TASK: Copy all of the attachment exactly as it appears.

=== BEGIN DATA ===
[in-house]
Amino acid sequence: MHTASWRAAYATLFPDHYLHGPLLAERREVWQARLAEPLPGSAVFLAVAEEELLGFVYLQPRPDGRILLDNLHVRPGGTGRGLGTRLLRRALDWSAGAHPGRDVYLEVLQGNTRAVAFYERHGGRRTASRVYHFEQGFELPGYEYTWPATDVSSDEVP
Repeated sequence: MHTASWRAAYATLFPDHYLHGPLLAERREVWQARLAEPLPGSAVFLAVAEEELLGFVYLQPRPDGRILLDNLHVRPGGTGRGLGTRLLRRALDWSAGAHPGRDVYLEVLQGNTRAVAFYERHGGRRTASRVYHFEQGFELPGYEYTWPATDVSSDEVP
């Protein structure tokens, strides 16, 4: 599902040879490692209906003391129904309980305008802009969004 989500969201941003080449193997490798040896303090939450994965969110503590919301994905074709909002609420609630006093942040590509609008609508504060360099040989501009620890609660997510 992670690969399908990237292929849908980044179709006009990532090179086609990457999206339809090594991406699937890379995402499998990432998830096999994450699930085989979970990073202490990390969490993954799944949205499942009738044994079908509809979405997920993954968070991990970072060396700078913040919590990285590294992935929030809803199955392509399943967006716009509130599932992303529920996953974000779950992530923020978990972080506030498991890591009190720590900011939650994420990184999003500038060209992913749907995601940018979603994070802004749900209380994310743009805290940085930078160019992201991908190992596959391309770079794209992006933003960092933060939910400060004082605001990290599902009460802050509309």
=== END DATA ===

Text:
[in-house]
Amino acid sequence: MHTASWRAAYATLFPDHYLHGPLLAERREVWQARLAEPLPGSAVFLAVAEEELLGFVYLQPRPDGRILLDNLHVRPGGTGRGLGTRLLRRALDWSAGAHPGRDVYLEVLQGNTRAVAFYERHGGRRTASRVYHFEQGFELPGYEYTWPATDVSSDEVP
Repeated sequence: MHTASWRAAYATLFPDHYLHGPLLAERREVWQARLAEPLPGSAVFLAVAEEELLGFVYLQPRPDGRILLDNLHVRPGGTGRGLGTRLLRRALDWSAGAHPGRDVYLEVLQGNTRAVAFYERHGGRRTASRVYHFEQGFELPGYEYTWPATDVSSDEVP
């Protein structure tokens, strides 16, 4: 599902040879490692209906003391129904309980305008802009969004 989500969201941003080449193997490798040896303090939450994965969110503590919301994905074709909002609420609630006093942040590509609008609508504060360099040989501009620890609660997510 992670690969399908990237292929849908980044179709006009990532090179086609990457999206339809090594991406699937890379995402499998990432998830096999994450699930085989979970990073202490990390969490993954799944949205499942009738044994079908509809979405997920993954968070991990970072060396700078913040919590990285590294992935929030809803199955392509399943967006716009509130599932992303529920996953974000779950992530923020978990972080506030498991890591009190720590900011939650994420990184999003500038060209992913749907995601940018979603994070802004749900209380994310743009805290940085930078160019992201991908190992596959391309770079794209992006933003960092933060939910400060004082605001990290599902009460802050509309």